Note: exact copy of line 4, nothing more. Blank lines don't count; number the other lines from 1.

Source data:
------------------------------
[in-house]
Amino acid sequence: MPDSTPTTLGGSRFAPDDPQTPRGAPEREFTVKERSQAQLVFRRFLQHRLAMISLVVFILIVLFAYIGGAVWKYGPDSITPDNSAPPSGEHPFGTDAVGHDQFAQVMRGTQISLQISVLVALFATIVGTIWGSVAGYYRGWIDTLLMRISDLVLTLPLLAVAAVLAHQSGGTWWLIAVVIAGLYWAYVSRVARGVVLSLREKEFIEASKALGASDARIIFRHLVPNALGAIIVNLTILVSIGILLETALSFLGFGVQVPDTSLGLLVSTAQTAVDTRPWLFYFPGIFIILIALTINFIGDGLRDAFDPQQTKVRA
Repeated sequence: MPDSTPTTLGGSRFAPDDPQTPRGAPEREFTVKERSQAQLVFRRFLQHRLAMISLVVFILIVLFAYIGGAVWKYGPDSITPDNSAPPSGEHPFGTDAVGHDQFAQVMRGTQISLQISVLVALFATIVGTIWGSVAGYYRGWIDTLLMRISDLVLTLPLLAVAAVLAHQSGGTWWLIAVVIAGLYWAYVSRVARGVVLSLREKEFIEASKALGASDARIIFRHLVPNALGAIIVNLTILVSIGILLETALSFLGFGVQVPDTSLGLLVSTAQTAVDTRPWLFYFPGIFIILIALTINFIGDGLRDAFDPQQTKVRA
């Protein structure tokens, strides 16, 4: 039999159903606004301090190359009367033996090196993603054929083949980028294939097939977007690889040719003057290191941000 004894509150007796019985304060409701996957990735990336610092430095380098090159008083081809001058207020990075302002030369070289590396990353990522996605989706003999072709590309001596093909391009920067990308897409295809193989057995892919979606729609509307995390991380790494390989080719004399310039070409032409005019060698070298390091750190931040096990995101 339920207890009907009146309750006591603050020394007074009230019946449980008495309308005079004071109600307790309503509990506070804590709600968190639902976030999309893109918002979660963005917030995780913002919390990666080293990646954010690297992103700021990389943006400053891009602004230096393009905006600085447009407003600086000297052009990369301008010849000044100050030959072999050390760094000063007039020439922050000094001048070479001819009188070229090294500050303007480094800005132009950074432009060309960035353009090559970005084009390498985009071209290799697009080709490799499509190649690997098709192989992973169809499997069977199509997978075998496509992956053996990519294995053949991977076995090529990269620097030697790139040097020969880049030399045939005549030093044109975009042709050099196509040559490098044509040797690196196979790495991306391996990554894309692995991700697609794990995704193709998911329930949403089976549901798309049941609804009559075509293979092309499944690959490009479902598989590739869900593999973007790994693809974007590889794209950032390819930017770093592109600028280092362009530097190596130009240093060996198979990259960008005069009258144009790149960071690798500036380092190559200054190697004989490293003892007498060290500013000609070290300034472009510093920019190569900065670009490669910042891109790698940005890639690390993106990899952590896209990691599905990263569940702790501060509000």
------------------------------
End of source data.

């Protein structure tokens, strides 16, 4: 039999159903606004301090190359009367033996090196993603054929083949980028294939097939977007690889040719003057290191941000 004894509150007796019985304060409701996957990735990336610092430095380098090159008083081809001058207020990075302002030369070289590396990353990522996605989706003999072709590309001596093909391009920067990308897409295809193989057995892919979606729609509307995390991380790494390989080719004399310039070409032409005019060698070298390091750190931040096990995101 339920207890009907009146309750006591603050020394007074009230019946449980008495309308005079004071109600307790309503509990506070804590709600968190639902976030999309893109918002979660963005917030995780913002919390990666080293990646954010690297992103700021990389943006400053891009602004230096393009905006600085447009407003600086000297052009990369301008010849000044100050030959072999050390760094000063007039020439922050000094001048070479001819009188070229090294500050303007480094800005132009950074432009060309960035353009090559970005084009390498985009071209290799697009080709490799499509190649690997098709192989992973169809499997069977199509997978075998496509992956053996990519294995053949991977076995090529990269620097030697790139040097020969880049030399045939005549030093044109975009042709050099196509040559490098044509040797690196196979790495991306391996990554894309692995991700697609794990995704193709998911329930949403089976549901798309049941609804009559075509293979092309499944690959490009479902598989590739869900593999973007790994693809974007590889794209950032390819930017770093592109600028280092362009530097190596130009240093060996198979990259960008005069009258144009790149960071690798500036380092190559200054190697004989490293003892007498060290500013000609070290300034472009510093920019190569900065670009490669910042891109790698940005890639690390993106990899952590896209990691599905990263569940702790501060509000």